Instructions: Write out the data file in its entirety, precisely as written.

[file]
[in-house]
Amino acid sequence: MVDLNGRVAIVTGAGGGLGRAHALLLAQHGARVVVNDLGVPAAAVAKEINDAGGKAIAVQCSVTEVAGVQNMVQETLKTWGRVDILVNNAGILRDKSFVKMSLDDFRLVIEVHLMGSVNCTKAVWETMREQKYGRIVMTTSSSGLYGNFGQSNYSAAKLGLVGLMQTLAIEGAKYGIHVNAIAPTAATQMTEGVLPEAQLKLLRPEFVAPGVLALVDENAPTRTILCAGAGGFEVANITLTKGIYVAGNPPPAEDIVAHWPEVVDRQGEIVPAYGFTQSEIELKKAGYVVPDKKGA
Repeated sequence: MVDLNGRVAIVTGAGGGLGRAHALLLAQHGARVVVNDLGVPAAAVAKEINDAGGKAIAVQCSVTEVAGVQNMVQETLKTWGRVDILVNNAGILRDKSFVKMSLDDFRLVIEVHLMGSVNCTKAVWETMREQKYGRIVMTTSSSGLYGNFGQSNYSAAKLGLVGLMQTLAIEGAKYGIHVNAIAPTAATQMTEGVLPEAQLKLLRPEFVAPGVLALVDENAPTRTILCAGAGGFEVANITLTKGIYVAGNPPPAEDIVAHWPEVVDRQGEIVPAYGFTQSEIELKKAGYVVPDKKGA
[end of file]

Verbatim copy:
[in-house]
Amino acid sequence: MVDLNGRVAIVTGAGGGLGRAHALLLAQHGARVVVNDLGVPAAAVAKEINDAGGKAIAVQCSVTEVAGVQNMVQETLKTWGRVDILVNNAGILRDKSFVKMSLDDFRLVIEVHLMGSVNCTKAVWETMREQKYGRIVMTTSSSGLYGNFGQSNYSAAKLGLVGLMQTLAIEGAKYGIHVNAIAPTAATQMTEGVLPEAQLKLLRPEFVAPGVLALVDENAPTRTILCAGAGGFEVANITLTKGIYVAGNPPPAEDIVAHWPEVVDRQGEIVPAYGFTQSEIELKKAGYVVPDKKGA
Repeated sequence: MVDLNGRVAIVTGAGGGLGRAHALLLAQHGARVVVNDLGVPAAAVAKEINDAGGKAIAVQCSVTEVAGVQNMVQETLKTWGRVDILVNNAGILRDKSFVKMSLDDFRLVIEVHLMGSVNCTKAVWETMREQKYGRIVMTTSSSGLYGNFGQSNYSAAKLGLVGLMQTLAIEGAKYGIHVNAIAPTAATQMTEGVLPEAQLKLLRPEFVAPGVLALVDENAPTRTILCAGAGGFEVANITLTKGIYVAGNPPPAEDIVAHWPEVVDRQGEIVPAYGFTQSEIELKKAGYVVPDKKGA